If there’s one thing common about most smart cities around the world, it is the enormous amounts of power their citizens consume on a daily basis. Various kinds of lamps are everywhere – massive screens on the side of buildings, kiosks at every turn and intelligent indicators and lamps at various nooks and corners. Lighting is something that domestic, commercial and public places simply cannot do without. However, the excessive usage of lights and other electronics makes such cities unsustainable to a great extent. About 75% of the world’s CO2 emissions are found in urban areas due to such power usage, and lighting constitutes a major part of that figure too.

To offset this problem and share lighting usage between multiple users based on their requirements, the concept of Lighting-as-a-Service (LaaS) has emerged in recent times. LaaS involves third-party service providers providing the lighting infrastructure to companies and residential areas. This allows such areas to save the cost of setting up the lighting apparatus and other luminaire-related infrastructure in their buildings and workplaces. For a small monthly fee, such building owners can use a shared lighting network provided by LaaS companies. As you can imagine, the monetary and environmental costs of setting up their own luminaires are high, so using the LaaS option not only allows them to save money but also sidestep the polluting operations of buying and installing their own lighting infrastructure. The Schiphol Airport in Amsterdam uses LaaS to cut down on costs and enhance circularity.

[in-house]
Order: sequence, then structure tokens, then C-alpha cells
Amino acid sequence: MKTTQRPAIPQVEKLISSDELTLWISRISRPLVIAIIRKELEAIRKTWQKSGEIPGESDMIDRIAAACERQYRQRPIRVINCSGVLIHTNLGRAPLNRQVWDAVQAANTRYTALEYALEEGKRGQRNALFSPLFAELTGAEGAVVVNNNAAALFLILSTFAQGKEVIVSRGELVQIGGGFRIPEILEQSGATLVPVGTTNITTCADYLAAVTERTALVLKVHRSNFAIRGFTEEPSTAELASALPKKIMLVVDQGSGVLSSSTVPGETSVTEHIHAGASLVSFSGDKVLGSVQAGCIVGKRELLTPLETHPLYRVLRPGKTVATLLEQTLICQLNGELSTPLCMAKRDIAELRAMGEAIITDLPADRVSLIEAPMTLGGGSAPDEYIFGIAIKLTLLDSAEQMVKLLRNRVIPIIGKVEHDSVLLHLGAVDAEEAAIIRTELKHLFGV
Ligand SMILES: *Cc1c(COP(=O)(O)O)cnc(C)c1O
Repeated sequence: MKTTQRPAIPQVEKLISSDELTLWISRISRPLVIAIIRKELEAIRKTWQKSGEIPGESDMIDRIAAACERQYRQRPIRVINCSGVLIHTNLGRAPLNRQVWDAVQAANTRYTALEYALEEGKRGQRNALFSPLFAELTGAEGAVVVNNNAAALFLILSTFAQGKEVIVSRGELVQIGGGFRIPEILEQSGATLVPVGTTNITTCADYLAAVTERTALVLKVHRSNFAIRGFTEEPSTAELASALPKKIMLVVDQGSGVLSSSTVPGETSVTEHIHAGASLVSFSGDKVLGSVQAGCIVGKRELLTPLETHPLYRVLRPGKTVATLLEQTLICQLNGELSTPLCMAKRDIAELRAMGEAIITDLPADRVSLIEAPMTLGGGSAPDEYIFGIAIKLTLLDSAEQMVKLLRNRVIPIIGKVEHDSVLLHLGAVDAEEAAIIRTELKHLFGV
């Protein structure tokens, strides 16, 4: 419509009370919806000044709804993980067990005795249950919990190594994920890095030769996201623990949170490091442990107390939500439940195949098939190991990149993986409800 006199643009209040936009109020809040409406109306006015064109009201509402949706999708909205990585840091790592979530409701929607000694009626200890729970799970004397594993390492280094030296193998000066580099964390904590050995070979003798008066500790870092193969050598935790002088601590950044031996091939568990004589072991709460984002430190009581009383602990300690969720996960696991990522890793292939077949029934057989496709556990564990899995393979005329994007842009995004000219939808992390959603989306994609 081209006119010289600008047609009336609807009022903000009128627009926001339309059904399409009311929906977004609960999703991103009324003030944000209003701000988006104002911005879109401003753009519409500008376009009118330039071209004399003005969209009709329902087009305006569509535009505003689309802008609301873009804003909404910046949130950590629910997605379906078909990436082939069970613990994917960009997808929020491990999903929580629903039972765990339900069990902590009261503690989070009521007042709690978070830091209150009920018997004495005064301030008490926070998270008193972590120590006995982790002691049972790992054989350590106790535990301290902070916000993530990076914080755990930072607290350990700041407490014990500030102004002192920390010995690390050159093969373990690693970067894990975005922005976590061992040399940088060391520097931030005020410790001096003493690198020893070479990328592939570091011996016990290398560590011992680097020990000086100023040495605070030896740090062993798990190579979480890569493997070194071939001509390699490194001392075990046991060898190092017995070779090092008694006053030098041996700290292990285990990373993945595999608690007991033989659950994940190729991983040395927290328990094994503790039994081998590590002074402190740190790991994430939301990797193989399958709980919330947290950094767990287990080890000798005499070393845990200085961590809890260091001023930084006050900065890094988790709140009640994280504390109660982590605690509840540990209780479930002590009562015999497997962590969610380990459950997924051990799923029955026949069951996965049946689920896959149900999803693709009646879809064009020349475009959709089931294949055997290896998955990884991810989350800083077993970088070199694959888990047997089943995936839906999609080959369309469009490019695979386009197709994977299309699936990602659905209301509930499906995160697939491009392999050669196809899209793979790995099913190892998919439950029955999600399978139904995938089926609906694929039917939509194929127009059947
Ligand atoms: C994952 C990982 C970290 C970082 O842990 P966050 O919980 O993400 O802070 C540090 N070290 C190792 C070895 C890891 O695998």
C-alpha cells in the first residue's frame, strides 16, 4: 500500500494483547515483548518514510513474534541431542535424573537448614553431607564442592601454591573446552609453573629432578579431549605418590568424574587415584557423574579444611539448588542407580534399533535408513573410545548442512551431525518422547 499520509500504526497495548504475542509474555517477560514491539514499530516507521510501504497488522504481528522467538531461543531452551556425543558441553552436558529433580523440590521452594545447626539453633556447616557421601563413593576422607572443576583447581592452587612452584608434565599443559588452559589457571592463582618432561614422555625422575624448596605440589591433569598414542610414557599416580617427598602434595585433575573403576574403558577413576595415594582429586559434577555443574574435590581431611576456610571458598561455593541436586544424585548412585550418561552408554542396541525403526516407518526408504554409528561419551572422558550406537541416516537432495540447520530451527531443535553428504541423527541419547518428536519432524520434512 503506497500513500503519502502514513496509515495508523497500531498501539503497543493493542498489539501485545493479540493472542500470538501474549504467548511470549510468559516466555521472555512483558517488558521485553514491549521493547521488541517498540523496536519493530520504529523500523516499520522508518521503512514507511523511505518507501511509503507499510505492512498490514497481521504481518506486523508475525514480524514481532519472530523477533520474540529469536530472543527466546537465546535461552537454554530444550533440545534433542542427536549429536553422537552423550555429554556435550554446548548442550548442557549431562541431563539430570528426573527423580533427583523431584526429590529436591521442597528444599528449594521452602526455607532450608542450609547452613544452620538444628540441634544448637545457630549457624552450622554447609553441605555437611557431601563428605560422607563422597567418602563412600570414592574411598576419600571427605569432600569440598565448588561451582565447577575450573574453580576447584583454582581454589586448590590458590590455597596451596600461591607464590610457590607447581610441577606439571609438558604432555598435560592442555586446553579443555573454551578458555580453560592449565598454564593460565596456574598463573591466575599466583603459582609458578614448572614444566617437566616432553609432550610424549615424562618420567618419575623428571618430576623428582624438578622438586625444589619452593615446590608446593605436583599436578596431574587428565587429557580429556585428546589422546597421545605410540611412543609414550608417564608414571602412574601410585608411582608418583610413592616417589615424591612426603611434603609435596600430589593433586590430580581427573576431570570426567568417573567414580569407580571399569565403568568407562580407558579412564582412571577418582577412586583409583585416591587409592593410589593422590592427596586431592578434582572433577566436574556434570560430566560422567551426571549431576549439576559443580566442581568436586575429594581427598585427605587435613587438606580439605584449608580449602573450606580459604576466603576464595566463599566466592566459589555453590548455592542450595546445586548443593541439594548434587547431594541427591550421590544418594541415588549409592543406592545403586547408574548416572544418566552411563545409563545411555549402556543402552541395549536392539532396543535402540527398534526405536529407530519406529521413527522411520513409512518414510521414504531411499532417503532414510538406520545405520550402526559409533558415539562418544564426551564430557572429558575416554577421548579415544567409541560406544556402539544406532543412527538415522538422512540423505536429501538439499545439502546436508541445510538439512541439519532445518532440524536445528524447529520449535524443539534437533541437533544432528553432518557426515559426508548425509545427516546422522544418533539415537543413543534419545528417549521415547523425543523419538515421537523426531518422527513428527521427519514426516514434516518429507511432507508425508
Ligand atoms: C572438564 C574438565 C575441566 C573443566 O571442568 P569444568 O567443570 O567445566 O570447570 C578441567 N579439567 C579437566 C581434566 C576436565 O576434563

Circular city administrators generally look to reduce power consumption to improve sustainability and circularity. According to a claim by lighting giant Phillips, a combination of LaaS, intelligent control systems and energy-efficient lighting sources can save up to 80% of total energy consumption. LaaS is an integrated, shared IoT-based infrastructure involving hundreds of sensors for remote and autonomous control of lighting in a facility. Such an infrastructure then controls the lighting intensity based on their requirement and whether lights should be switched on in specific zones of a facility, such as parking lots and large corridors.

Circularity is much more than just the recycling and reusability of resources. While those elements collectively form a big part of circular cities, the prospect of autonomously saving energy whenever possible to improve sustainability also holds importance. LaaS ticks that box for circular cities.

Smart cities push the boundaries of maximalism to make their citizens’ lives comfortable. However, the public officials and citizens staying in such regions need to act responsibly to sustain the planet too. With IoT and sustainability-based tools, smart cities are technologically and economically the closest when it comes to creating circular cities. Although perfect circular cities may never exist because achieving 100% perfection is improbable, smart cities must make the most of the IoT and sustainability applications to get as close to that target as possible.


This article was written by Naveen Joshi from Forbes and was legally licensed through the Industry Dive Content Marketplace. Please direct all licensing questions to legal@industrydive.com.